- you will be arrested if you don’t pay your debt
- they’ll seize, garnish, attach, or sell your property or wages unless they are permitted by law to take the action and intend to do so
- legal action will be taken against you, if doing so would be illegal or if they don’t intend to take the action
Debt collectors may not do the following:
- give false credit information about you to anyone, including a credit reporting company
- send you anything that looks like an official document from a court or government agency if it isn’t
- use a false company name
Unfair practices: Debt collectors may not engage in unfair practices when they try to collect a debt. For example, they may not do the following:
- try to collect any interest, fee, or other charge on top of the amount you owe unless the contract that created your debt—or your state law—allows the charge
- deposit a post-dated check early
- take or threaten to take your property unless it can be done legally
- contact you by postcard
Can I control which debts my payments apply to?
Yes. If a debt collector is trying to collect more than one debt from you, the collector must apply any payment you make to the debt you select. Equally important, a debt collector may not apply a payment to a debt you don’t think you owe.
Can a debt collector garnish my bank account or my wages?
If you don’t pay a debt, a creditor or its debt collector generally can sue you to collect. If they go to court and win, the court will enter a judgment against you. The judgment states the amount of money you owe and allows the creditor or collector to get a garnishment order against you, directing a third party, like your bank, to turn over funds from your account to pay the debt.
Wage garnishment happens when your employer withholds part of your compensation to pay your debts. Your wages usually can be garnished only as the result of a court order. Don’t ignore a lawsuit summons. If you do, you lose the opportunity to fight a wage garnishment.
Can federal benefits be garnished?
Many federal benefits are exempt from garnishment (meaning they cannot be taken by the debt collector). The federal benefits that are protected include the following:
- Social Security Benefits
- Supplemental Security Income (SSI) Benefits
- Veterans’ Benefits
- Civil Service and Federal Retirement and Disability Benefits
- Service Members’ Pay
- Military Annuities and Survivors’ Benefits
- Student Assistance
- Railroad Retirement Benefits
- Merchant Seamen Wages
- Longshoremen’s and Harbor Workers’ Death and Disability Benefits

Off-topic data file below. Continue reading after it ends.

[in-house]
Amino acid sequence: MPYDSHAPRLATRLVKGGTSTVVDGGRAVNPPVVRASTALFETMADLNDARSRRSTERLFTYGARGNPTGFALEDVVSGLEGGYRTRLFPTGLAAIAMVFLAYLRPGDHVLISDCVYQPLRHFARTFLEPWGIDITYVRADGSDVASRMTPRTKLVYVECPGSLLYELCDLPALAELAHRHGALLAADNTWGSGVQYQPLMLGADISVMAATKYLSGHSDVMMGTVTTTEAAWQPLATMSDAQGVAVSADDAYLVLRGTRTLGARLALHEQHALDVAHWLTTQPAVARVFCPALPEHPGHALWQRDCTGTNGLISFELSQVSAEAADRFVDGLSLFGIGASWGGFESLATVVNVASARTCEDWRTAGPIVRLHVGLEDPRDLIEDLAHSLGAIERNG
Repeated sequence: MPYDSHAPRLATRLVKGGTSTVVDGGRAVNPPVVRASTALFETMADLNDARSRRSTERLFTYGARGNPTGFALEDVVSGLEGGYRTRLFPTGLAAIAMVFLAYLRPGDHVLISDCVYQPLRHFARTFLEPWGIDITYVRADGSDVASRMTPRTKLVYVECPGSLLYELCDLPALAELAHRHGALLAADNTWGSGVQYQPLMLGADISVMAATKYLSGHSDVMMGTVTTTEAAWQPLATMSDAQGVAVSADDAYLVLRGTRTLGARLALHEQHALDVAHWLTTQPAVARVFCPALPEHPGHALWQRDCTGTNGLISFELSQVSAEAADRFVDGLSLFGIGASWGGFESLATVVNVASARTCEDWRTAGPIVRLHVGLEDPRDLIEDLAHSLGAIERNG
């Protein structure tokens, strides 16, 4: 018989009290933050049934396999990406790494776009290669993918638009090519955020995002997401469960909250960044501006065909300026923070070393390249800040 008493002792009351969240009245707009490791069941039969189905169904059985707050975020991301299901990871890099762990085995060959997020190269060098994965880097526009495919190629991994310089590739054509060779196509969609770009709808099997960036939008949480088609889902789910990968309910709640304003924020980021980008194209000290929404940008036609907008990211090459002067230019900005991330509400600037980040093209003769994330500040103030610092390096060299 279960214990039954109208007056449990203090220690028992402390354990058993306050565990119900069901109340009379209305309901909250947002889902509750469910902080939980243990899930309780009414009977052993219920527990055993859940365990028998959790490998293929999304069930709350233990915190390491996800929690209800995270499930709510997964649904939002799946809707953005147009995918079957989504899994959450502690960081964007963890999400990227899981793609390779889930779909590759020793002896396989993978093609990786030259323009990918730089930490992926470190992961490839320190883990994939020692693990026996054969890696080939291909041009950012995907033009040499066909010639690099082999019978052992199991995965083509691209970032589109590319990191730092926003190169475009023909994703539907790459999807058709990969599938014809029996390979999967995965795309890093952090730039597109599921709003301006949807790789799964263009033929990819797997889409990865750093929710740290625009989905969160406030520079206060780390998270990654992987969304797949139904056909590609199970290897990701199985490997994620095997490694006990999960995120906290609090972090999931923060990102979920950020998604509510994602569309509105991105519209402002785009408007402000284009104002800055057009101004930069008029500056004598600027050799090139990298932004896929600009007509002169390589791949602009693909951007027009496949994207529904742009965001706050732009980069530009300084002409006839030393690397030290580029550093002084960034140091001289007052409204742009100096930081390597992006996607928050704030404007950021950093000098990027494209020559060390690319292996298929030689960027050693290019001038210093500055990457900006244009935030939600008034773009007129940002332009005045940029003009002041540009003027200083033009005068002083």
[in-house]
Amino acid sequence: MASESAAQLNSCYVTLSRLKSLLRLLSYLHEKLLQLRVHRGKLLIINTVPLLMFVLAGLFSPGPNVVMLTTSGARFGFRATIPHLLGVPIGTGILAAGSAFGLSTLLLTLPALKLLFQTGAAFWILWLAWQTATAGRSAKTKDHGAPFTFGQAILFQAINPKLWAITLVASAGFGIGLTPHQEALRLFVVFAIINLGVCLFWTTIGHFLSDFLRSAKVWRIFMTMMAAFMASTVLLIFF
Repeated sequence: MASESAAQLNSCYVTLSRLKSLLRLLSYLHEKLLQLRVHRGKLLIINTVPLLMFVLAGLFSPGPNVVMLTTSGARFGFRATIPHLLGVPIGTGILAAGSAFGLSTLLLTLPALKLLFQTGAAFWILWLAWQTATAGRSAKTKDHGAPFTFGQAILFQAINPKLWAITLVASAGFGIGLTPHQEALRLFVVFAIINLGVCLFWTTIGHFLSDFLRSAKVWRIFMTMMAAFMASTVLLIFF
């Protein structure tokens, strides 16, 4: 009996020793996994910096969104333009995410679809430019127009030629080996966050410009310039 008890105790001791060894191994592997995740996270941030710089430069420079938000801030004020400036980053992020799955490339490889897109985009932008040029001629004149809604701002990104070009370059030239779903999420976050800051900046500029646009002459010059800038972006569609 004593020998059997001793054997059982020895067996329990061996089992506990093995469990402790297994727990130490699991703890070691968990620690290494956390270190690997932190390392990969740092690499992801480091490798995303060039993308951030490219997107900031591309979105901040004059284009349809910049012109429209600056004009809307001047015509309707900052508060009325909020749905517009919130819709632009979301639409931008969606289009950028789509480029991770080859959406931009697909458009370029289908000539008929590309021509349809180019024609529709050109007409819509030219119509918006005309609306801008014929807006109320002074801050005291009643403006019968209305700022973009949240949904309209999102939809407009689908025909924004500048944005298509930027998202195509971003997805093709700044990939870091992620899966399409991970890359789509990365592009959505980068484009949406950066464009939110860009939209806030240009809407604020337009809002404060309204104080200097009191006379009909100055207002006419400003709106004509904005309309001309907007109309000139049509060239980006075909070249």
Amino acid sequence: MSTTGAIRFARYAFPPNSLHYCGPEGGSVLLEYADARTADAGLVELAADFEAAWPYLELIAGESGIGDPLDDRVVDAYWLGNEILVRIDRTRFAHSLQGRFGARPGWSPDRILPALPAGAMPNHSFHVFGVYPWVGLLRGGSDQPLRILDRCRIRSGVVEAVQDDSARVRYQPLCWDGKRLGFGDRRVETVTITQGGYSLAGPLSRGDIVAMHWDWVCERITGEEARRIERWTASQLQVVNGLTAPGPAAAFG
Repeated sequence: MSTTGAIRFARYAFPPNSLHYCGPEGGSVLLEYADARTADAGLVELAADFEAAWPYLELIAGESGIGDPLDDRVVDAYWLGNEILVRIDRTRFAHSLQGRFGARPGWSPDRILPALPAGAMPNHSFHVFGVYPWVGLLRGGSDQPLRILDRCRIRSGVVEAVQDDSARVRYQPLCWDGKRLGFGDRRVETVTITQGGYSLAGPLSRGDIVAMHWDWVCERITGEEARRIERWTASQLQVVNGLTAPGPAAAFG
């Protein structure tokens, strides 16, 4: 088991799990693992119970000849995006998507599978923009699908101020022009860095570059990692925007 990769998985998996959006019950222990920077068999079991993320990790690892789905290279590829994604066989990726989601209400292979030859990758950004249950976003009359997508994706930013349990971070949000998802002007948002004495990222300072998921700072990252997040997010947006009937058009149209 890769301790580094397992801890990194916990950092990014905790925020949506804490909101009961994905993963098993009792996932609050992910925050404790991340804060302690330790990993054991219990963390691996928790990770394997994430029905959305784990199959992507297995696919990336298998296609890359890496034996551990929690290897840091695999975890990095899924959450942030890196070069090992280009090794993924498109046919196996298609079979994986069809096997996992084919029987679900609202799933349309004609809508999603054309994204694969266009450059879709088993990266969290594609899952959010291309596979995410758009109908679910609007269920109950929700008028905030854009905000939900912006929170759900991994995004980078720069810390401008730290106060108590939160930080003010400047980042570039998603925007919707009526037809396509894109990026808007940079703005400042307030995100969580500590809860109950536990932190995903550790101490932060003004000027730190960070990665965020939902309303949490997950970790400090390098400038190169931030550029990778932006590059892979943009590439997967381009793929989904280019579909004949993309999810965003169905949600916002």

- Foreign Service Retirement and Disability Benefits
- Compensation for Injury, Death, or Detention of Employees of US Contractors outside the US
- Federal Emergency Management Agency Federal Disaster Assistance
Please note that federal benefits may be garnished under certain circumstances, including paying delinquent taxes, alimony, child support, or student loans.
Where do I report a debt collector for an alleged violation?
Report any problems you have with a debt collector to your state Attorney General’s office and the Federal Trade Commission and the Consumer Financial Protection Bureau. Many states have their own debt collection laws that are different from the federal Fair Debt Collection Practices Act. Your Attorney General’s office can help you determine your rights under your state’s law.
What should I do if a debt collector sues me?
You should respond. Get a lawyer and go to court. If you do not go to court, a judgment is likely to be made against you.
Contacting an Attorney
If you are being sued: If a debt collector files a lawsuit against you to collect a debt, respond to the lawsuit, either personally or through a lawyer, by the date specified in the court papers to preserve your rights.
If your rights were not upheld and you want to sue a debt collector: You have the right to sue a collector in a state or federal court within one year from the date the law was violated. If you win, the judge can require the collector to pay you for any damages you can prove you suffered because of the illegal collection practices, like lost wages and medical bills. The judge can require the debt collector to pay you up to $1,000, even if you can’t prove that you suffered actual damages. You also can be reimbursed for your attorney’s fees and court costs.
A group of people also may sue a debt collector as part of a class action lawsuit and recover money for damages up to $500,000, or one percent of the collector’s net worth, whichever amount is lower.
Even if a debt collector violates the FDCPA in trying to collect a debt, the debt does not go away if you owe it.
You can use our Find an Attorney directory to find a NACA attorney in your area.
You can also reach out to local legal services organizations to see if you qualify for legal aid.